If they do move on from him this summer (possible, as Bradley will be an unrestricted free agent), they could look to replace him with a shooting guard with similar skills, albeit one who’s two years younger.
The Clippers are in the midst of a sort of rebuild that has them well-positioned to win games, but also acquire young talent. They’ve got two late lottery picks in the 2018 draft, along with a slew of players, chief among them Tobias Harris, who are just now hitting their peaks.
Caldwell-Pope would fit in nicely with that burgeoning core.
Financially, the other Los Angeles team will have the mid-level exception to offer the five-year vet, just like San Antonio.
As long as Caldwell-Pope signs for just one year or gets a player option on the second season of any contract, it would make sense to see him agree to that price, as it would allow him to test the market out again in the summer of 2019 when a lot more teams will have available cap space to use.
For now, he may be stuck at around the price range (between $8 and $9 million annually).
One of the league’s worst three-point shooting teams last season and a franchise looking to get back to the playoffs, the Memphis Grizzlies could eye Caldwell-Pope as part of the solution to both problems.
The athletic guard is, after all, coming off a career season from deep, and for a team that shot just 35.2 percent on three-pointers in 2017-18 anything, even Caldwell-Pope’s streaky shooting, could help.
With Mike Conley returning, Marc Gasol having a healthier relationship with his head coach and with the No. 4 overall pick in 2018 en route, Memphis could very well find themselves in contention for a Top 8 seed in the Western Conference again next year.
They just need more help at the 2-spot.
The Grizzlies won’t find that help in the draft, as we currently don’t project any shooting guard to go higher than 10th overall, and they certainly don’t have the solution on their roster at the moment. Marshon Brooks did show promise late in the season, but he’s already 29 years old; how relied upon can he be moving forward?
A player like Caldwell-Pope, with his underrated-but-nasty defensive toughness, could fit right in with the Grit-and-Grind Memphis squads of yesteryear, and help the Grizzlies recapture that identity moving forward.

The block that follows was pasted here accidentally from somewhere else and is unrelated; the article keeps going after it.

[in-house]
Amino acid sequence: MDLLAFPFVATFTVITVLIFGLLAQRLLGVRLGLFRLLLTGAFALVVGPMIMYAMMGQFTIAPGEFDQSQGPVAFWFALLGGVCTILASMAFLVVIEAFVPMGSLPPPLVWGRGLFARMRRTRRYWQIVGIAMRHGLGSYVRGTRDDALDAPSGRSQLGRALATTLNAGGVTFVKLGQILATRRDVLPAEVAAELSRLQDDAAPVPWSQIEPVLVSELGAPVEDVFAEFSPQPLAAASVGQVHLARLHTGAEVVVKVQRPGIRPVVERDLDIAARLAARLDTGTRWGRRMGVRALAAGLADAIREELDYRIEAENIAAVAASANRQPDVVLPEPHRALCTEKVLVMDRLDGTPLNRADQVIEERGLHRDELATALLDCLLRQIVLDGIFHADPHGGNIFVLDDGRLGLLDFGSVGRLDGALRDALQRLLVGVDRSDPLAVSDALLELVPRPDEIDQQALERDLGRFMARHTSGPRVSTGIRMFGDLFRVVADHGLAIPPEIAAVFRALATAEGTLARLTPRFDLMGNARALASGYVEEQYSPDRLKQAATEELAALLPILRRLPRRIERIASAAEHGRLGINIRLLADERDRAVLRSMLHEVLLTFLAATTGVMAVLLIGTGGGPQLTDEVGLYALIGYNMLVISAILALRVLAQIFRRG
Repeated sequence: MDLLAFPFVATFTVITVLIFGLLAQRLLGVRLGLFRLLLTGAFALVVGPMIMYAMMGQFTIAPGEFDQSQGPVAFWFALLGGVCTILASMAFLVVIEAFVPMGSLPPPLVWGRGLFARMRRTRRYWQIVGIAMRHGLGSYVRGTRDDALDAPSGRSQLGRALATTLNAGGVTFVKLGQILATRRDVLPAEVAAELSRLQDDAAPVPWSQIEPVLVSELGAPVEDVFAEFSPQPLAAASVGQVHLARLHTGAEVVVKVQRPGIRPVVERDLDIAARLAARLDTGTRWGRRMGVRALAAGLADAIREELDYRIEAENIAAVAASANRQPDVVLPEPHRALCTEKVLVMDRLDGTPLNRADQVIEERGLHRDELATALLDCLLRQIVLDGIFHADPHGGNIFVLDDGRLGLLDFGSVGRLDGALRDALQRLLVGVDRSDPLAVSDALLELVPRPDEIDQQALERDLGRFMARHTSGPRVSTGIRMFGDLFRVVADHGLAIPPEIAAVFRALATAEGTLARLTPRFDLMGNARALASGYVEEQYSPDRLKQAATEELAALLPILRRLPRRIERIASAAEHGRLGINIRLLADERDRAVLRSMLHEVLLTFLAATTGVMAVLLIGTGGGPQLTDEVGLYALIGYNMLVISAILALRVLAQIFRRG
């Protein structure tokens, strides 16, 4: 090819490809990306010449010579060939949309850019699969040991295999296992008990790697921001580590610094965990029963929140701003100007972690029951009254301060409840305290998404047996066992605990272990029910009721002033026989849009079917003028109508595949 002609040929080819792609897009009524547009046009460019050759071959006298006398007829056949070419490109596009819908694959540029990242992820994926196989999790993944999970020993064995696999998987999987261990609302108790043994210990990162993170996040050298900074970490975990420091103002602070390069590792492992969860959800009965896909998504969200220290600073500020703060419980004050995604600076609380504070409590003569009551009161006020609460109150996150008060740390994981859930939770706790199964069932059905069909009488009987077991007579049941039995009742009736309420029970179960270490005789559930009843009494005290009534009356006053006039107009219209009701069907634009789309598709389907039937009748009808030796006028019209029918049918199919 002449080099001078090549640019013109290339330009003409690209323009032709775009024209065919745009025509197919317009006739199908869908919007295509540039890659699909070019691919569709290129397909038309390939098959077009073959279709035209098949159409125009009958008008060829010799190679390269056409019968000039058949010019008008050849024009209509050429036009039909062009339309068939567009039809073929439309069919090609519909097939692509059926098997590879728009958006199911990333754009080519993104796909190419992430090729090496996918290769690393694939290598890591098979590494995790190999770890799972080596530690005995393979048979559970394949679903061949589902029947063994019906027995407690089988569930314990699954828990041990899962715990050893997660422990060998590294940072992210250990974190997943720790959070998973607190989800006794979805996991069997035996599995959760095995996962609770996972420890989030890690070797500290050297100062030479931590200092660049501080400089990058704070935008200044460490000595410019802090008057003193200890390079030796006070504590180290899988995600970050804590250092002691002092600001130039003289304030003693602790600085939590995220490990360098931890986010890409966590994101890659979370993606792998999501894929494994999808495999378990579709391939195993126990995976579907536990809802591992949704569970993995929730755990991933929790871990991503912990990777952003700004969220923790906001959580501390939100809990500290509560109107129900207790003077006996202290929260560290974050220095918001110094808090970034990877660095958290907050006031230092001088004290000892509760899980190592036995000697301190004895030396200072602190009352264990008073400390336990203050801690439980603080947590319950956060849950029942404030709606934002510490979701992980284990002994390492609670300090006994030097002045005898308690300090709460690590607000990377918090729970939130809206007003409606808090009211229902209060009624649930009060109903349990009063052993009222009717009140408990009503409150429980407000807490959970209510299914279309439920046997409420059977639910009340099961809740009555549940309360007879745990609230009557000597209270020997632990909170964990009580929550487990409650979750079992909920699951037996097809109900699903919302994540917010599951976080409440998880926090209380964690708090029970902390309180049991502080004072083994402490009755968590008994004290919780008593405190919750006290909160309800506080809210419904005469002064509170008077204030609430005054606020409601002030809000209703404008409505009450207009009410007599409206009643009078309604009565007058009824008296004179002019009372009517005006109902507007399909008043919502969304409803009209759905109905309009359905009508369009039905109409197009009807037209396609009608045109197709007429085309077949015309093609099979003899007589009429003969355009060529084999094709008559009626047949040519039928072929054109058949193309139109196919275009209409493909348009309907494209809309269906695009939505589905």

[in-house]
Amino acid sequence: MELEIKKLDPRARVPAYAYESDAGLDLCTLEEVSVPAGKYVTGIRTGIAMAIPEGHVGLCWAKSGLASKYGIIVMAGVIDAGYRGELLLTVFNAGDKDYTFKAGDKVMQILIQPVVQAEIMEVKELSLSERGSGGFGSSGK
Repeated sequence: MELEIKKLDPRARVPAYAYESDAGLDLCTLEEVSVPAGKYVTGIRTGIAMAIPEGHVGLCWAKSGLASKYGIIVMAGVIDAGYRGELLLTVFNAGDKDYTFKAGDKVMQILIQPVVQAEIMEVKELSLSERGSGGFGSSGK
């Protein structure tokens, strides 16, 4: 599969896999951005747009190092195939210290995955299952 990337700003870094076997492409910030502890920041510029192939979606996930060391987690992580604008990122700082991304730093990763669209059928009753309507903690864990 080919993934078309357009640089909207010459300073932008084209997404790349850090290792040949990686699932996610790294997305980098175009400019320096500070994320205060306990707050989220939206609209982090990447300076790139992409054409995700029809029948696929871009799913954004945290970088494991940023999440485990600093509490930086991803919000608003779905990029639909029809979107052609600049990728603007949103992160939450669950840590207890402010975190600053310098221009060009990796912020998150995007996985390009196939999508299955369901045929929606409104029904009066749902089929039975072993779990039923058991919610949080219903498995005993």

Like the prior two clubs mentioned as potential Caldwell-Pope suitors, Memphis will only have the standard mid-level exception to offer the 2-guard. But, as also previously mentioned, that should be enough to land him as long as they don’t try and tie Caldwell-Pope down for longer than one season.
Los Angeles Lakers
Due to a variety of factors, when discussing a player’s free agency options, the best bet is usually a return to his current team.
Caldwell-Pope’s situation, however, isn’t quite that simple.
The Lakers are set to have the most cap room available of any team this offseason. And with that space, it’s not exactly a secret that team president Magic Johnson and general manager Rob Pelinka plan to go after the two biggest names on every team’s board: LeBron James and Paul George.
Besides the two superstar forwards, Los Angeles also has to worry about re-signing Julius Randle, who, for the first time in his career, looked like a potential franchise cornerstone in 2017-18.
Whatever ends up happening with the Lakers’ three most important free-agent targets will then affect what they do with their own free agents, primarily Isaiah Thomas, Brook Lopez and, yes, Caldwell-Pope.
Because of how hard it is to predict what goes down this summer (many pundits believe it’ll be particularly hectic offseason), Los Angeles’ plans with Caldwell-Pope at the moment are quite foggy.
And that won’t change until signatures start hitting dotted lines.
If the Lakers only manage to bring Randle back while missing out on James and George, it’s likely they’ll work hard on re-signing the rest of their core, including Caldwell-Pope, on one-year deals, just so they can try to strike gold in free agency next summer – when players like Jimmy Butler, Kawhi Leonard and Kyrie Irving may come available.
That strategy isn’t mere speculation, by the way. Johnson publicly stated that would be the franchise’s likeliest course of action if they strike out this offseason.
You can find Frank Urbina on Twitter @FrankUrbina_.
HoopsHype’s Alberto de Roa contributed to this article.